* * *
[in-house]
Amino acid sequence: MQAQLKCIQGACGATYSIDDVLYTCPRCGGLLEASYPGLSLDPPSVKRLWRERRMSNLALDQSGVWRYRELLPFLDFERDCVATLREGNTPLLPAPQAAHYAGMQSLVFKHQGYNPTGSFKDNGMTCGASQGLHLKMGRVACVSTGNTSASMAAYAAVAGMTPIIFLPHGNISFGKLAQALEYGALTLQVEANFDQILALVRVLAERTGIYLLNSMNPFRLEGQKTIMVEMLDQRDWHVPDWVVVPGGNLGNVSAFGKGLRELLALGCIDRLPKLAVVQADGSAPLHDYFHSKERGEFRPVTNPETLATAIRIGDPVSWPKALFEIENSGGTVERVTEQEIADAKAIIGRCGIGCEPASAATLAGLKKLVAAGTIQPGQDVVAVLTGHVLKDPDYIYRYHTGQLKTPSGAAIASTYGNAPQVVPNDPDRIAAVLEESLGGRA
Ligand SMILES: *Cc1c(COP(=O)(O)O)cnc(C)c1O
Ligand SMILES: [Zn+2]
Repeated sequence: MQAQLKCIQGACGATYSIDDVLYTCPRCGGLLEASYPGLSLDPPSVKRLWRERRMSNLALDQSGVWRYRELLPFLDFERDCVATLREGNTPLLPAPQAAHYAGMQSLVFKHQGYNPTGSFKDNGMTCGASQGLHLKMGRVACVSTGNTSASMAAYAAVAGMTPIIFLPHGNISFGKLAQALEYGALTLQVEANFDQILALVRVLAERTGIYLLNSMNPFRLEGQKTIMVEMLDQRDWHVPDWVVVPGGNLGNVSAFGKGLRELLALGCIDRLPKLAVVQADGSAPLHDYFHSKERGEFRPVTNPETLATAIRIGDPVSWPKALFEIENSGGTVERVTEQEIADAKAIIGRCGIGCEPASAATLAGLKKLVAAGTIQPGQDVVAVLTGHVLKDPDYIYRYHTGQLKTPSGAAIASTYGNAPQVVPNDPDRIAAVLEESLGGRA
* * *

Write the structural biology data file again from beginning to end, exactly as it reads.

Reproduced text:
[in-house]
Amino acid sequence: MQAQLKCIQGACGATYSIDDVLYTCPRCGGLLEASYPGLSLDPPSVKRLWRERRMSNLALDQSGVWRYRELLPFLDFERDCVATLREGNTPLLPAPQAAHYAGMQSLVFKHQGYNPTGSFKDNGMTCGASQGLHLKMGRVACVSTGNTSASMAAYAAVAGMTPIIFLPHGNISFGKLAQALEYGALTLQVEANFDQILALVRVLAERTGIYLLNSMNPFRLEGQKTIMVEMLDQRDWHVPDWVVVPGGNLGNVSAFGKGLRELLALGCIDRLPKLAVVQADGSAPLHDYFHSKERGEFRPVTNPETLATAIRIGDPVSWPKALFEIENSGGTVERVTEQEIADAKAIIGRCGIGCEPASAATLAGLKKLVAAGTIQPGQDVVAVLTGHVLKDPDYIYRYHTGQLKTPSGAAIASTYGNAPQVVPNDPDRIAAVLEESLGGRA
Ligand SMILES: *Cc1c(COP(=O)(O)O)cnc(C)c1O
Ligand SMILES: [Zn+2]
Repeated sequence: MQAQLKCIQGACGATYSIDDVLYTCPRCGGLLEASYPGLSLDPPSVKRLWRERRMSNLALDQSGVWRYRELLPFLDFERDCVATLREGNTPLLPAPQAAHYAGMQSLVFKHQGYNPTGSFKDNGMTCGASQGLHLKMGRVACVSTGNTSASMAAYAAVAGMTPIIFLPHGNISFGKLAQALEYGALTLQVEANFDQILALVRVLAERTGIYLLNSMNPFRLEGQKTIMVEMLDQRDWHVPDWVVVPGGNLGNVSAFGKGLRELLALGCIDRLPKLAVVQADGSAPLHDYFHSKERGEFRPVTNPETLATAIRIGDPVSWPKALFEIENSGGTVERVTEQEIADAKAIIGRCGIGCEPASAATLAGLKKLVAAGTIQPGQDVVAVLTGHVLKDPDYIYRYHTGQLKTPSGAAIASTYGNAPQVVPNDPDRIAAVLEESLGGRA